» General Information
The Sonoma WRx® is a stainless steel implant manufactured in the USA, and FDA-cleared for wrist fractures. It is placed inside the broken wrist by your orthopedic surgeon through a small incision. The implant is flexible, allowing it to be inserted into the bone while avoiding critical nerves, tendons and blood vessels. After positioning the implant inside the bone, it can transition from flexible-to-rigid to stabilize the fracture to provide protection and alignment while it heals.
Patients generally recuperate faster with the WRx® because it can be inserted without damaging nerves, tendons and ligaments.
Most patients with a WRx® keep the implant permanently. However, the WRx® can be removed. Your surgeon will determine if and when it is appropriate to remove the device after your wrist heals. This will require a minor surgical procedure.
The most common treatments for wrist fractures are casts or surgical plates. However, in many cases, patients could get better faster if a WRx® was used instead.
» Wave Goodbye to Casts
Historically, wrist fractures were treated with a cast. Frequently, this treatment resulted in a long rehabilitation and the patient might never have recovered to full function.
Many patients with wrist fractures still receive casts today. However, an analysis was conducted comparing results from five clinical studies using casts to a study of patients receiving the WRx®. The analysis showed treatment with WRx® resulted in significantly better results; especially grip strength.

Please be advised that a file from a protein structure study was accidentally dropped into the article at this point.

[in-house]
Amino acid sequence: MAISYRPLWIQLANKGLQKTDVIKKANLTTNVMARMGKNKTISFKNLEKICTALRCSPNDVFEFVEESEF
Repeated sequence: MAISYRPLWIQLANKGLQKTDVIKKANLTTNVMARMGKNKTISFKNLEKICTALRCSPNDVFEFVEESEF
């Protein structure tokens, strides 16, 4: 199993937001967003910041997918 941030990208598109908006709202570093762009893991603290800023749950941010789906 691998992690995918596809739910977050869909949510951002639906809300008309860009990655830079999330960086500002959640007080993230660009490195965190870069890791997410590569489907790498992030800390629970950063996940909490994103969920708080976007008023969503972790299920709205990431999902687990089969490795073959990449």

More importantly, all fractures in the WRx® group healed; while 42% of casted patients had poor healing. Please click Find a Physician to locate a doctor who will be able to determine if a WRx® is right for you.
» Plates Cut Deep
Surgical Plates are Invasive
Surgical plates are an effective treatment for wrist fractures. However, implanting a plate is a very invasive procedure. It requires a large incision through skin and muscle. In addition, nerves and tendons must be moved aside. Several screws are used to attach the plate to the bone which can cause further irritation and pain. If the plate does not fit properly, the edges of the plate can rub against tendons, nerves and ligaments. This can result in pain, and in severe cases, the edges of the plate can sever ligaments or tendons (Asadollahi. J Orthopaed Traumatol. 2013).
For some severe fractures, a plate is most likely the best option. However, many simple wrist fractures can rehabilitate much more easily with a WRx®. Please click Find a Physician to locate a doctor who will be able to determine if a WRx® is right for you.